Sony // 1996 // 138 Minutes // Rated R
Reviewed by Judge Clark Douglas // September 10th, 2008
The rest of his life begins now.
"Maybe love shouldn't be such hard work."
Jerry Maguire (Tom Cruise, Minority Report) is your typical sleazy, greasy sports agent. One night, he undergoes a crisis of conscience. Jerry becomes convinced that the field of sports agency has become too money-oriented. He writes a 25-page mission statement, declaring to all in his office that their profession needs to focus less on money and more on relationships. Everyone in the office responds with applause and enthusiasm. Then Jerry is fired by his boss (Jay Mohr, Pay It Forward). So much for idealism.
Jerry desperately attempts to salvage his career, becoming an independent agent and calling his clients as quickly as possible. Attempt after attempt to keep the star athletes fails, and soon Jerry is down to one last client. That would be Rod Tidwell (Cuba Gooding Jr., Snow Dogs), a hot-tempered football player with a lot of demands. Maguire's only hope of survival as an agent is to make Rod an extremely successful athlete.
Most think Jerry's desperate quest for success is a foolish mission...even Jerry's fiancée (Kelly Preston). Fortunately, Jerry has a single loyal supporter in his corner. Dorothy Boyd (Renee Zellweger, Leatherheads) is the one person who admires Jerry's admirable mission statement enough to become his disciple. Before long, Dorothy begins to admire more about Jerry than his business standards. Will these two find romance? Will their business venture succeed? Will they learn some life lessons? Will Jerry show Rod the money? Find out the answers to these exciting questions and more in Cameron Crowe's Jerry Maguire!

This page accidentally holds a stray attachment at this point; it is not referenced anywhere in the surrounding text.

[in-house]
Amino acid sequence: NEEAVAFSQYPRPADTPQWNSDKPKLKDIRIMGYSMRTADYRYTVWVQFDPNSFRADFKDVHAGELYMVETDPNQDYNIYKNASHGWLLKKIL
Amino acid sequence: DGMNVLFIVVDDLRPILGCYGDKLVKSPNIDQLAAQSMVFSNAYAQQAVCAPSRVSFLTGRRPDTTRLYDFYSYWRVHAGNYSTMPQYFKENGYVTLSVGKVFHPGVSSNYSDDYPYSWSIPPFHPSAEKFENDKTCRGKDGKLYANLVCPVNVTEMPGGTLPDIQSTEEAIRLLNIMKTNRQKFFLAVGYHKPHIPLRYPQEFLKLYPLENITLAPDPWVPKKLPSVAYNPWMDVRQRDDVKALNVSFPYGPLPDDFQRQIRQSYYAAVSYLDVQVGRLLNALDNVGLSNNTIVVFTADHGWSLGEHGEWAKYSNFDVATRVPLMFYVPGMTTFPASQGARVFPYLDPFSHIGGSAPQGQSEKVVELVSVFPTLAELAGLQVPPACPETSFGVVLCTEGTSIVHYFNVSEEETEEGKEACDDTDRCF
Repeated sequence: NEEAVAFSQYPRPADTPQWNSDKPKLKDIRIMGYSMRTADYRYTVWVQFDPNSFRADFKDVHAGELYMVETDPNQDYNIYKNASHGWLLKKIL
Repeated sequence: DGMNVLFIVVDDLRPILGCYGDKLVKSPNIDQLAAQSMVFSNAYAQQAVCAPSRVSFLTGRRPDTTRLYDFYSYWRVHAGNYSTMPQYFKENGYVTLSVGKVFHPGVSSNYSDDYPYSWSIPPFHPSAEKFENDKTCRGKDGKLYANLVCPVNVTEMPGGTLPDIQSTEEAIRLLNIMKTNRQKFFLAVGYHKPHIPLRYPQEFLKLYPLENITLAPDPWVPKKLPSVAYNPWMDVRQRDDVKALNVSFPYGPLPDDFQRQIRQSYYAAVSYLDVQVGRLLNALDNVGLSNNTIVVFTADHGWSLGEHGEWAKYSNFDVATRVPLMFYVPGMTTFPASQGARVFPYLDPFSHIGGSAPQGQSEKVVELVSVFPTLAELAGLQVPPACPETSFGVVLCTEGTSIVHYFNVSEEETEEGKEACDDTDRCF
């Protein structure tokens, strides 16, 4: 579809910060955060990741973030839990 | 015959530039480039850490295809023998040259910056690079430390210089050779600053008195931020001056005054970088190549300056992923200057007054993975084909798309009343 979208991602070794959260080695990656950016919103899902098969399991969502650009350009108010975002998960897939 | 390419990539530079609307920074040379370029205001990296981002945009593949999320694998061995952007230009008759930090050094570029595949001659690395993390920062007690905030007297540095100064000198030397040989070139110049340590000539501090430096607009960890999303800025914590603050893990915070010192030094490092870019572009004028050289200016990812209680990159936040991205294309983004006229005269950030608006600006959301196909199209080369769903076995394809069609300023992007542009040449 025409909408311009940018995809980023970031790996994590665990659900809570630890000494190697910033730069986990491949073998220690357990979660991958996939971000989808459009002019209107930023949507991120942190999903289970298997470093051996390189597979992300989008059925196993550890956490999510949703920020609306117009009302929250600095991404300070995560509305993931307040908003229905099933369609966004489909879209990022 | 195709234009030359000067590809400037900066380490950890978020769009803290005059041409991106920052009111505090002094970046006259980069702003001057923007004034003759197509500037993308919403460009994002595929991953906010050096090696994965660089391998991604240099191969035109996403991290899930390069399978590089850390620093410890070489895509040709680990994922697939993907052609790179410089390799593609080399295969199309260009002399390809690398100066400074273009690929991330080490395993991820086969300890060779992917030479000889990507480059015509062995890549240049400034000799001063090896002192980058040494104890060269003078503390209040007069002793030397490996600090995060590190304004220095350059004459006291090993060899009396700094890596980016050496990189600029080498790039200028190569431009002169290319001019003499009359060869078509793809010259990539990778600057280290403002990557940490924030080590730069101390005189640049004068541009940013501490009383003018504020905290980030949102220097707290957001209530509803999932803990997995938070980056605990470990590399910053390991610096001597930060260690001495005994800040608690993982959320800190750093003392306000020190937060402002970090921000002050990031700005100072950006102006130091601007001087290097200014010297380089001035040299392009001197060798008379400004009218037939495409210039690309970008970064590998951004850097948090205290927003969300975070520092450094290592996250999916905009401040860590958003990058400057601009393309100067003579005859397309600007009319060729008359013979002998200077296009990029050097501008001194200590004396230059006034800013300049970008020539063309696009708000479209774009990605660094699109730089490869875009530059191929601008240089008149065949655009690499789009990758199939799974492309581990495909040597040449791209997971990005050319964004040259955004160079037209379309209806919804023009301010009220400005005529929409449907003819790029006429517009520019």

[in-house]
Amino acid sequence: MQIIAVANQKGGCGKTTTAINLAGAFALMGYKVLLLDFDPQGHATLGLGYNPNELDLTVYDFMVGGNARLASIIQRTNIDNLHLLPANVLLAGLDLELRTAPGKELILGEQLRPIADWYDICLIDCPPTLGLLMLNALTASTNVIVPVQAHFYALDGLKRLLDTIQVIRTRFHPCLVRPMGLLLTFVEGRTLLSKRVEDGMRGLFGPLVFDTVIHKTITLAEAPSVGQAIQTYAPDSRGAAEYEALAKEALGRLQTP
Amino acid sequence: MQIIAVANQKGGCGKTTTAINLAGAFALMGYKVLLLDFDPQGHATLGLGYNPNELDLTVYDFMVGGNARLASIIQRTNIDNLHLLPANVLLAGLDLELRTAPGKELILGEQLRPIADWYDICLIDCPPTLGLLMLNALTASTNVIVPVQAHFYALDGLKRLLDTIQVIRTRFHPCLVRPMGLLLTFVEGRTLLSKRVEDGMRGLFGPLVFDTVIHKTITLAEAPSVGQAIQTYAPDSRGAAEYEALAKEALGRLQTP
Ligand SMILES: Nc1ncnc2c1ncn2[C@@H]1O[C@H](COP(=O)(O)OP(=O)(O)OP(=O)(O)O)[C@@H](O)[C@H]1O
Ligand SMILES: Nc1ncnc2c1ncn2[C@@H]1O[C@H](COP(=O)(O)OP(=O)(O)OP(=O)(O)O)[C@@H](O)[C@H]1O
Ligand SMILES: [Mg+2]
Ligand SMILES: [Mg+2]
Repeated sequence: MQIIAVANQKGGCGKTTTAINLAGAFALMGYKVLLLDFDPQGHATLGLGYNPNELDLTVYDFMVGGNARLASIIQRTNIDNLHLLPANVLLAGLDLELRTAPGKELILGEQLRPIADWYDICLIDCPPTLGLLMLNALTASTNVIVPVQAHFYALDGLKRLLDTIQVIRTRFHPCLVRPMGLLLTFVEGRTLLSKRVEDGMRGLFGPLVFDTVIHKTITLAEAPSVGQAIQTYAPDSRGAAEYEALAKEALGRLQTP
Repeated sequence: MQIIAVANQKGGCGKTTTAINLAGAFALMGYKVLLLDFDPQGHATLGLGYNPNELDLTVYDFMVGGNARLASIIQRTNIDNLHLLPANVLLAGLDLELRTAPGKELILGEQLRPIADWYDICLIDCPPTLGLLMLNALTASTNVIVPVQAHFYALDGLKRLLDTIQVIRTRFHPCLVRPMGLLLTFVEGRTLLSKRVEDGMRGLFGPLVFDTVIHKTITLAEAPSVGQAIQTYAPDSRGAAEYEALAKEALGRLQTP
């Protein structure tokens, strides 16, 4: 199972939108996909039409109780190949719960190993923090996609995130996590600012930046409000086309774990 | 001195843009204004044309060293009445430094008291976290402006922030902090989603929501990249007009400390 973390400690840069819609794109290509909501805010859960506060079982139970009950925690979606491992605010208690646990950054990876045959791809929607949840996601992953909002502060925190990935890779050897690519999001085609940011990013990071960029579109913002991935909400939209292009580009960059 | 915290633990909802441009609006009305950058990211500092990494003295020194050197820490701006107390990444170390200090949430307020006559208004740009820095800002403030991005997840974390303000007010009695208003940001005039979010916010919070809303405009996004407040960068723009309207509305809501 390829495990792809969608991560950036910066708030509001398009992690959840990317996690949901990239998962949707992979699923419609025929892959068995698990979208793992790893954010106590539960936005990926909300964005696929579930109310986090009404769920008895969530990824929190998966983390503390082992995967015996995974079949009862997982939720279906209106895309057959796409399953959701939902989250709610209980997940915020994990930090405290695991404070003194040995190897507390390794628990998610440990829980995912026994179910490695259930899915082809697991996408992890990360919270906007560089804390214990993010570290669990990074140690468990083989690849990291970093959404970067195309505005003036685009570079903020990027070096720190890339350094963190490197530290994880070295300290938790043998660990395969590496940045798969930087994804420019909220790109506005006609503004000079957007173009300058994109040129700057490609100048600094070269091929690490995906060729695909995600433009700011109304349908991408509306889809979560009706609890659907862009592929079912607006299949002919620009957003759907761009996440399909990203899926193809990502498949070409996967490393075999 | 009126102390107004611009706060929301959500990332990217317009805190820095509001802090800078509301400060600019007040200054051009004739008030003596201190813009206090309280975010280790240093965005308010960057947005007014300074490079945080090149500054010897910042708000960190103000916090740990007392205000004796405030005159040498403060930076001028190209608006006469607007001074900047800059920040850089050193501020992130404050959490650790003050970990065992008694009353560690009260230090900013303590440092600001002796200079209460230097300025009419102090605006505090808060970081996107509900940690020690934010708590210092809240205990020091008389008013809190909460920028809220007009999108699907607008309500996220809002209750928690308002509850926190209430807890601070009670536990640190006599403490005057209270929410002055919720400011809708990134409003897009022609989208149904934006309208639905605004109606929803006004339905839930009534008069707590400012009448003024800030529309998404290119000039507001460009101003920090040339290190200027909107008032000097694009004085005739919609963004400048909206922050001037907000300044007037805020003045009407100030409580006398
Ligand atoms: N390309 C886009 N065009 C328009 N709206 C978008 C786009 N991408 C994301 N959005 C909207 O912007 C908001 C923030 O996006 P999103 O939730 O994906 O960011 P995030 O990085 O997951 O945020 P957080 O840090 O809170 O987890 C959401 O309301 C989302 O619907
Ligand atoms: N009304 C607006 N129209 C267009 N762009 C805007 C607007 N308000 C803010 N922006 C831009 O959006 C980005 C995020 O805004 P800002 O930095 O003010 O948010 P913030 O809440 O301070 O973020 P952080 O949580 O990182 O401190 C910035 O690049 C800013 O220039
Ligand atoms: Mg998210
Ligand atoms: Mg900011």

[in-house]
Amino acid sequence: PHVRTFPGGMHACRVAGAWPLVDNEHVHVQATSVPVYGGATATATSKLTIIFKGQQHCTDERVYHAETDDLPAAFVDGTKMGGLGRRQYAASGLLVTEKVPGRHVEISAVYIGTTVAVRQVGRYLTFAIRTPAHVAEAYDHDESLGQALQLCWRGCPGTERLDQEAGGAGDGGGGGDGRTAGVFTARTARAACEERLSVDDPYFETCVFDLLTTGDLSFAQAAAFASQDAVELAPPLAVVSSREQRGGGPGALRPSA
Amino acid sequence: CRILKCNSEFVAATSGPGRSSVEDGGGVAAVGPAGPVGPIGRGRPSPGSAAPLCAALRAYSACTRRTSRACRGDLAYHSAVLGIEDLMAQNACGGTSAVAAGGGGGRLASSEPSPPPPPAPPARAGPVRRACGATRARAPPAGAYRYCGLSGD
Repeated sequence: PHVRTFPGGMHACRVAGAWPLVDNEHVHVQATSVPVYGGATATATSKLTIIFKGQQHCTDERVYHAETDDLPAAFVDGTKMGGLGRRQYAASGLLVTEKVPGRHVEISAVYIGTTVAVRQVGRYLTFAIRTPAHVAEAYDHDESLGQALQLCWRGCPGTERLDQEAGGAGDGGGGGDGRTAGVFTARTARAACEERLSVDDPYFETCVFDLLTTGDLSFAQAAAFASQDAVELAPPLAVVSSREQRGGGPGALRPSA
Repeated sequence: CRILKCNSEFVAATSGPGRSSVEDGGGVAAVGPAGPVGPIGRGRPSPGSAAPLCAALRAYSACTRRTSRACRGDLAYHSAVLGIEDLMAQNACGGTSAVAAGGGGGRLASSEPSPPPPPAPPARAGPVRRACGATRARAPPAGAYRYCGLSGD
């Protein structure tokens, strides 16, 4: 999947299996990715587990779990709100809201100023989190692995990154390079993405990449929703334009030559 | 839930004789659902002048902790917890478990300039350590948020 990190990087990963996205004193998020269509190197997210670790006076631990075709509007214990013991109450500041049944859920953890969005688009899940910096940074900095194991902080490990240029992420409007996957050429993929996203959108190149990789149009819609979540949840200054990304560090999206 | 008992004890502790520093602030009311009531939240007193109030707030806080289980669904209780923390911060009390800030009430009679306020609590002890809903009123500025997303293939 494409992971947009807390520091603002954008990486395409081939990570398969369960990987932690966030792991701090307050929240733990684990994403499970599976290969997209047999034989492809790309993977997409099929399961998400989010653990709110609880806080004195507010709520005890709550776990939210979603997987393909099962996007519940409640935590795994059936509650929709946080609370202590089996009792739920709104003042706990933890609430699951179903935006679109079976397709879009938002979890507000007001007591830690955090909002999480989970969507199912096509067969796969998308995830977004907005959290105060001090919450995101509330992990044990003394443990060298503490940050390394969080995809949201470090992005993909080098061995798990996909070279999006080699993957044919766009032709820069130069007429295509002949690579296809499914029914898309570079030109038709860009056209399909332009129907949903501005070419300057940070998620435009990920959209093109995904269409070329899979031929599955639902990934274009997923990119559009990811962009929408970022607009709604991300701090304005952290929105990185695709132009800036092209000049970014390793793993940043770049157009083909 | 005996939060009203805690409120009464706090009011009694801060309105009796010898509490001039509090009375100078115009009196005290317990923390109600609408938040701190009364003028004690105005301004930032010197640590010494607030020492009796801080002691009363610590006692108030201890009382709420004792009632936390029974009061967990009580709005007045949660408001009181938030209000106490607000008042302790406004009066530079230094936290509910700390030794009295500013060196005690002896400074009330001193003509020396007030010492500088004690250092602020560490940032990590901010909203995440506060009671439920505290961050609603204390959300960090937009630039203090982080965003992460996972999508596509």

Remember that really popular kid in high school? You know, the funny and handsome one that everybody wanted to be? Imagine visiting that kid 10 years later and discovering that he's an overweight alcoholic living on welfare. Revisiting Jerry Maguire in 2008 is a little bit like that. I'll admit, it's kind of difficult to view this film without thinking about everything that has happened to those who made this film since 1996. Tom Cruise couch-jumping over Katie Holmes, Cuba Gooding Jr. doing everything in his power to make the Academy regret giving him an Oscar, director Cameron Crowe making Elizabethtown...yeah, it's a little awkward going back. Still, even with all the baggage it's gathered over the years, Jerry Maguire retains some of that old charm.
The film's biggest attribute is probably its broad appeal. It's not amazing at any one particular thing, but it succeeds to some degree on every level. Jerry Maguire works as a comedy, it works as a drama, and it works as a romance. The tender love story appeals to female viewers, the sports drama and behind-the-scenes look at the life of a professional agent keeps the men interested, and the humor is well-balanced enough to make everybody laugh a bit (yes, I recognize that there's crossover from both genders for every genre, but permit me the generalization).